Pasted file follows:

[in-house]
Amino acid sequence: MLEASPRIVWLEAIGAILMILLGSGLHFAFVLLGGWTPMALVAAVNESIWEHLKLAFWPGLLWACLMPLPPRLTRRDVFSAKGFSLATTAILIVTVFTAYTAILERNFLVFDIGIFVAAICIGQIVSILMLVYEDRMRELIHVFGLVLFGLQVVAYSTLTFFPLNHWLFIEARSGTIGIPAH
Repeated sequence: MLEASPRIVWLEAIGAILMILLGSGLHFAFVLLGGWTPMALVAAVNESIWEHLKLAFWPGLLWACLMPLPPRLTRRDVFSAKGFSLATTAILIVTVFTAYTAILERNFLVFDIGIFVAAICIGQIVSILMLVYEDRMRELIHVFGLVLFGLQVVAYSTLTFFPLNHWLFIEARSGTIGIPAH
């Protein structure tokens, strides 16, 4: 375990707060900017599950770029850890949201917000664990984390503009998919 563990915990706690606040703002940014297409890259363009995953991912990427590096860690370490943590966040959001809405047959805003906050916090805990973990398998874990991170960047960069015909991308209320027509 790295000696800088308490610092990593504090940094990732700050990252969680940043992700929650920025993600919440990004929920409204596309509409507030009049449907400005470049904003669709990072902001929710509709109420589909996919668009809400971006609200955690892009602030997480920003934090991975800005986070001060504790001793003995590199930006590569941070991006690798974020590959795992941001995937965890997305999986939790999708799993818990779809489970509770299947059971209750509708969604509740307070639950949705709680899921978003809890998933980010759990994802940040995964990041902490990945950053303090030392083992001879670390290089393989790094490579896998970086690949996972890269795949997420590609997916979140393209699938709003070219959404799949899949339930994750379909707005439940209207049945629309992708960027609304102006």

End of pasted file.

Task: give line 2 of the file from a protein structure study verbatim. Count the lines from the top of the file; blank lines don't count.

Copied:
Amino acid sequence: MLEASPRIVWLEAIGAILMILLGSGLHFAFVLLGGWTPMALVAAVNESIWEHLKLAFWPGLLWACLMPLPPRLTRRDVFSAKGFSLATTAILIVTVFTAYTAILERNFLVFDIGIFVAAICIGQIVSILMLVYEDRMRELIHVFGLVLFGLQVVAYSTLTFFPLNHWLFIEARSGTIGIPAH